Sometimes, compassion means taking action. And for many of our gravely disabled neighbors, that time is now.
California’s families and communities are facing the devastating impacts of our mental health and addiction crises. Many of us see it every day—people suffering on our streets, in need of advocacy and treatment options. Fortunately, California legislators have been undertaking a major overhaul of our mental health system and have provided tools that Santa Clara County can use.
In October, Gov. Gavin Newsom signed Senate Bill 43 which significantly reforms California’s Lanterman-Petris-Short (LPS) conservatorship law for the first time in more than 50 years, expanding our ability to protect and help vulnerable residents. The updated law will help county mental health departments petition a court to appoint a conservator to direct care and treatment for a person who is incapable of caring for themselves.
Prior to the passage of SB 43, conservatorship only applied to those who have a serious mental health disorder and could not provide for their basic personal needs for food, clothing or shelter. But we still see people anguishing in cycles that include arrest and imprisonment, psychiatric hospitals, homelessness and many times a premature death.
SB 43 aims to fix this loophole. It expands on the meaning of “gravely disabled” to include people who are unable to provide for their personal safety or necessary medical care. The updated law also expands to include substance use disorder and chronic alcoholism, and no longer requires a co-occurring mental health disorder.
There will be increased transparency into data, equity and outcomes, along with the continued due process protections provided by the LPS Act. In other words, SB 43 catches up with the 21st century and addresses the realities we are seeing today on our streets.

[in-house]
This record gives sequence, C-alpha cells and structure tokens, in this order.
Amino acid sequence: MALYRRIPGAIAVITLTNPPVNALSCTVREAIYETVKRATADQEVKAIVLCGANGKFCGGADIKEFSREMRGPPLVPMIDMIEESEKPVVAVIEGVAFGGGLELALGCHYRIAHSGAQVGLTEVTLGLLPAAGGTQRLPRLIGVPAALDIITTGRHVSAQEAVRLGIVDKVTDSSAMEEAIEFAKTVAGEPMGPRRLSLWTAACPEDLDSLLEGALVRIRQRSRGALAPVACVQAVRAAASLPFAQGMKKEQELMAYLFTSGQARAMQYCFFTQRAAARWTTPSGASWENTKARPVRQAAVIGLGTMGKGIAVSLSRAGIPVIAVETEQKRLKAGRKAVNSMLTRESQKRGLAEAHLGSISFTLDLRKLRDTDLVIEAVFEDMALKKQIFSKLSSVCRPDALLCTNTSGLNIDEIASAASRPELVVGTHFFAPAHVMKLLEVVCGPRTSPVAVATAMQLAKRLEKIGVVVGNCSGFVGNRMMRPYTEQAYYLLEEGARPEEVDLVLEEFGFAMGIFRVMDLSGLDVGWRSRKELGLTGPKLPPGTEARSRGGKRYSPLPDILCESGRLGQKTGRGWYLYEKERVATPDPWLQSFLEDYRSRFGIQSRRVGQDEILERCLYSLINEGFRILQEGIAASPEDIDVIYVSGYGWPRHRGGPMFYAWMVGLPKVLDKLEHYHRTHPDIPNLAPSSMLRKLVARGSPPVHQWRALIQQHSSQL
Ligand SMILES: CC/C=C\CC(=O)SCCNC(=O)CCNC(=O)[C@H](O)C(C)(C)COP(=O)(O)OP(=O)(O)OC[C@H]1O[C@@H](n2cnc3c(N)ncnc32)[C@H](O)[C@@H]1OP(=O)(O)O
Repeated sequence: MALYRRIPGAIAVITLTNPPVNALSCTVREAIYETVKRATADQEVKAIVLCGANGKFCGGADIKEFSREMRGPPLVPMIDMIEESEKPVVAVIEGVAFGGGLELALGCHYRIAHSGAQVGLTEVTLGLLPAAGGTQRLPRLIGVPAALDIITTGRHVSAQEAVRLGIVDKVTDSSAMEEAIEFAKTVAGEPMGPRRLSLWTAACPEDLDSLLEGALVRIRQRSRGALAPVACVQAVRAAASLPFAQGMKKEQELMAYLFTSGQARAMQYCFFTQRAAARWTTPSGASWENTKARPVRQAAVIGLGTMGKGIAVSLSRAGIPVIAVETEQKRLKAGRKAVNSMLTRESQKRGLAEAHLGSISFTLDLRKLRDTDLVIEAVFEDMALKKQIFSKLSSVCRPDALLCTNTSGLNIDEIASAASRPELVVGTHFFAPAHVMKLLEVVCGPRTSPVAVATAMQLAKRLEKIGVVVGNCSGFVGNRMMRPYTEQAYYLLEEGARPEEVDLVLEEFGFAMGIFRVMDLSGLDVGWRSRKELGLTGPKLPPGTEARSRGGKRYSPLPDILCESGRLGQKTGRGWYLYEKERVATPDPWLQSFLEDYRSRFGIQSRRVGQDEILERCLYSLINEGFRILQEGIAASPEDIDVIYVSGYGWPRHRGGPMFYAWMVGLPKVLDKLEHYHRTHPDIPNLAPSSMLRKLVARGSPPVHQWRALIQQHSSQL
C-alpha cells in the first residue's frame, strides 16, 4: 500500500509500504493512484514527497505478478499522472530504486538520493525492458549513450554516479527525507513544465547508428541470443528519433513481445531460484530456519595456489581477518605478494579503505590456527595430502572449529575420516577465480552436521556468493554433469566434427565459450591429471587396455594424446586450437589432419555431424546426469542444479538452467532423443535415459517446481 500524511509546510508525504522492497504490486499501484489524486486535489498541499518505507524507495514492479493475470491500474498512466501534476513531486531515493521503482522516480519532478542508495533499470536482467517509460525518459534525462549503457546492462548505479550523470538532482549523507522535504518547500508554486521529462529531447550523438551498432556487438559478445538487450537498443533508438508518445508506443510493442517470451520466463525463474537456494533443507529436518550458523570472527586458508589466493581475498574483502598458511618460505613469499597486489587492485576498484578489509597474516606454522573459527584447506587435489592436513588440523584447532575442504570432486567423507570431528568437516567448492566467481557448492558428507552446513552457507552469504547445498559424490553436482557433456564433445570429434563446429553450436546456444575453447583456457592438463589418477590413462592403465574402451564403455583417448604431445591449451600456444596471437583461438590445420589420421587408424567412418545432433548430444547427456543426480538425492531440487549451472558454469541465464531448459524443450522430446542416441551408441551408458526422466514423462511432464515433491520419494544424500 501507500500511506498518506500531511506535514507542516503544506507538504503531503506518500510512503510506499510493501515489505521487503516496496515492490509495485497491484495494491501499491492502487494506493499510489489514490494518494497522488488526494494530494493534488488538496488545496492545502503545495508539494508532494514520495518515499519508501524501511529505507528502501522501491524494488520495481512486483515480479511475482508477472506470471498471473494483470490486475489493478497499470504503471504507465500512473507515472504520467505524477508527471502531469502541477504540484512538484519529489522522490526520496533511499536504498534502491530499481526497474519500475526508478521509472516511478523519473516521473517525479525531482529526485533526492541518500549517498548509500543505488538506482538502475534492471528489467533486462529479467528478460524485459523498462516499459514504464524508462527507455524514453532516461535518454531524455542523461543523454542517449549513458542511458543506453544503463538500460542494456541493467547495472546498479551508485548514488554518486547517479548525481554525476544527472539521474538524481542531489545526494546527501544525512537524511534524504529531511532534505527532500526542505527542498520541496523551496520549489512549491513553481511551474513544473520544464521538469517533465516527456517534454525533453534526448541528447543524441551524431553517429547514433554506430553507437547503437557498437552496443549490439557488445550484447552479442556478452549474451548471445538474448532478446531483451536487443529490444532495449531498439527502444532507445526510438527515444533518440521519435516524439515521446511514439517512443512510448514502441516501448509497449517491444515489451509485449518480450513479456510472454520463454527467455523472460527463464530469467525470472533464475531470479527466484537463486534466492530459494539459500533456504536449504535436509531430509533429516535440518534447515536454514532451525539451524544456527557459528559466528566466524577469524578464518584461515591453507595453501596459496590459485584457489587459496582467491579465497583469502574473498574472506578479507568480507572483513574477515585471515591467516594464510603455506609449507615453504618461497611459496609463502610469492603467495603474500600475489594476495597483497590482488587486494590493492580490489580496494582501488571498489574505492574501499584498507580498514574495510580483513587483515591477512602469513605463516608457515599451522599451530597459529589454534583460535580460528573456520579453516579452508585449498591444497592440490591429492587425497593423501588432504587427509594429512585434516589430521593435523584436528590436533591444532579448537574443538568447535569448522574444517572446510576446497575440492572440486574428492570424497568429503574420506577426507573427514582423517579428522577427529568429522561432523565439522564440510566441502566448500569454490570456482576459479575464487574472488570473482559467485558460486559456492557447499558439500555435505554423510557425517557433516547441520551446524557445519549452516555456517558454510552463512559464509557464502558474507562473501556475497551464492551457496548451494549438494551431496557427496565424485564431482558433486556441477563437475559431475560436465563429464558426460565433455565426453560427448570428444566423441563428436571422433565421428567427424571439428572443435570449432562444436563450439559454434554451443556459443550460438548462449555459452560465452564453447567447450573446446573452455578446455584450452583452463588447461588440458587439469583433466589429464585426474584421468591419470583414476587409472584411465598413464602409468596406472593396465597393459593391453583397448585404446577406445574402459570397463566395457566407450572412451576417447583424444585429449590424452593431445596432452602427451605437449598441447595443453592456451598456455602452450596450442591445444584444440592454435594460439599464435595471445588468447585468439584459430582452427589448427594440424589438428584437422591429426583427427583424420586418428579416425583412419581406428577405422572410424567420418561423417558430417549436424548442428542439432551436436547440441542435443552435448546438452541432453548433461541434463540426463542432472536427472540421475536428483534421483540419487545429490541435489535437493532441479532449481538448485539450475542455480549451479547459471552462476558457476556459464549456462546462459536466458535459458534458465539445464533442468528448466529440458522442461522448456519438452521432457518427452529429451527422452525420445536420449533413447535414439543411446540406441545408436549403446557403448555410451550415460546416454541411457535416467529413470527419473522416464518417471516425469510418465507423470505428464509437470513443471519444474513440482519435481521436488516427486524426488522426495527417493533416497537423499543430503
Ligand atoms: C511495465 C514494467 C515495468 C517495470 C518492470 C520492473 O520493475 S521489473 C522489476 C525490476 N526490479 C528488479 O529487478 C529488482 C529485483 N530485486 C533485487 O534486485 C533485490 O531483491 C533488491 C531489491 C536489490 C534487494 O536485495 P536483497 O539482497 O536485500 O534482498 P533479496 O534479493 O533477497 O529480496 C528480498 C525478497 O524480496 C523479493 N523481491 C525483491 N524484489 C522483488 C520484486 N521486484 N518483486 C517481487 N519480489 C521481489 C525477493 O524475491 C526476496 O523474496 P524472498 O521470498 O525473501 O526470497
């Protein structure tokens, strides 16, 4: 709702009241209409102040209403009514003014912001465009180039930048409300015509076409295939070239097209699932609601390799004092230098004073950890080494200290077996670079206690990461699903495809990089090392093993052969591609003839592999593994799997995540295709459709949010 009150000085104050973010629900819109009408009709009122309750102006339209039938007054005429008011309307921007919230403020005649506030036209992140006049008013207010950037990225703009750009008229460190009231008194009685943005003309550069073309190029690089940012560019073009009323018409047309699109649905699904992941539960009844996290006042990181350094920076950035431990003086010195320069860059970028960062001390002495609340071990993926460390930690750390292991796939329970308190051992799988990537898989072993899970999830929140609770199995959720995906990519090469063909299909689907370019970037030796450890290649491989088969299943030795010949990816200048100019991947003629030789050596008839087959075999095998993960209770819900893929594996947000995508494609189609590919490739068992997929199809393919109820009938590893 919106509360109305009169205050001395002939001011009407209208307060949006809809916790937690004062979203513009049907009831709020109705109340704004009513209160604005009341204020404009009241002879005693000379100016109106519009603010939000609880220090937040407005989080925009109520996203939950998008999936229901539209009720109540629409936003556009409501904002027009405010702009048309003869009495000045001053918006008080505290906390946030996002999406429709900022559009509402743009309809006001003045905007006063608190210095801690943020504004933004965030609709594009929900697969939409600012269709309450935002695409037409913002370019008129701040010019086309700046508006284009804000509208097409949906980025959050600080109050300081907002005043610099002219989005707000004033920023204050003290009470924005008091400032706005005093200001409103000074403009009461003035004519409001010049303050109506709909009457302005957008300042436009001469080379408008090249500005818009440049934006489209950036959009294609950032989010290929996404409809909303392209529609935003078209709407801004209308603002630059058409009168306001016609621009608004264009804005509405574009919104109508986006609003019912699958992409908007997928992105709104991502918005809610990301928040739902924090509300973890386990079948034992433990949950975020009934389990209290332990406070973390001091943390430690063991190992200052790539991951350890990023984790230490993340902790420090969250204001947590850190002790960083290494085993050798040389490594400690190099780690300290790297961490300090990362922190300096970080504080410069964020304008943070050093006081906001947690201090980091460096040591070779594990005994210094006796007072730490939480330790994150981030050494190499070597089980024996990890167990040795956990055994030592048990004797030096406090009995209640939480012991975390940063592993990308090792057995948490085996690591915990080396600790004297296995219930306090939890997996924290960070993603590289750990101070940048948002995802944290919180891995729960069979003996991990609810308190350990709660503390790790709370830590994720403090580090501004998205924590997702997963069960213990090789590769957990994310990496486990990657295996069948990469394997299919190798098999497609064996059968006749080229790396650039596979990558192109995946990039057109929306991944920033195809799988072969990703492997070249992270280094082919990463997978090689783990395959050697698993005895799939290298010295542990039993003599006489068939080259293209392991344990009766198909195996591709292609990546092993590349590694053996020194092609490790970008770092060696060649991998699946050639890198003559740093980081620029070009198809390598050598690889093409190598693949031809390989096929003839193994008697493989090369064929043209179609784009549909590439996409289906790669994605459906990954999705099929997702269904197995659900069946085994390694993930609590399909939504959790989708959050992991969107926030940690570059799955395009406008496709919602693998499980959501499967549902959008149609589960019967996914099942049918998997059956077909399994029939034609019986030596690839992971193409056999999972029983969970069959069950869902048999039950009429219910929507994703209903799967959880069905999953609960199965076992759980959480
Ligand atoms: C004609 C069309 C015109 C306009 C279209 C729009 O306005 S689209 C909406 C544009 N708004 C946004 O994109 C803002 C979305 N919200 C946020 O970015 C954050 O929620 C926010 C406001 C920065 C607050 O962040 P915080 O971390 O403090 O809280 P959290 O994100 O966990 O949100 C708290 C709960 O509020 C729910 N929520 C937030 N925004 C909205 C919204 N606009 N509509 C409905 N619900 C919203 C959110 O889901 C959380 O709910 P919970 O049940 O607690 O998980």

Severe mental illness and substance use disorders have a wide-reaching effect on family, friends, schools and community members. They are a driver of homelessness and prolonged living on our streets. SB 43 will help us reach a small portion of our homeless population who reject help and are rapidly declining on the streets.
While many residents do accept voluntary services, a small number cannot avail themselves of services that are repeatedly offered, even when they are experiencing a severe crisis. Helping people who are unable to help themselves is a compassionate and responsible approach.
SB 43 will go into effect in 2024, but counties are allowed to postpone implementation to 2026. I strongly urge Santa Clara County leaders to implement this new law without delay. Those living with severe disorders and their families cannot wait.
I’ve spoken to many residents who agree we must do more to help those with serious, untreated mental health and substance use disorders. Residents are frustrated because it’s obvious there’s more we should do. And yet many people are not getting help because current conservatorship laws do not address today’s needs. Thanks to SB 43, now we can and it is our responsibility as a county to embrace this opportunity.
SB 43 has been endorsed by big city mayors throughout California, including San Jose Mayor Matt Mahan, National Alliance on Mental Illness (NAMI) California and leading organizations representing mental health professionals. These experts agree that right now too many people are falling through the cracks. SB 43 will help change that.
There is nothing compassionate about allowing people with severe disorders and most at-risk of harm to themselves to suffer when we have the tools to provide the support and respect they deserve. I urge our county leaders to join Gov. Newsom, mayors, mental health advocates and professionals and implement SB 43 without delay in order to tackle our mental health crisis.
Madison Nguyen is a former San Jose vice mayor and councilmember. She is a candidate for the Santa Clara County Board of Supervisors, District 2.
Read the original publication in the San Jose Spotlight here.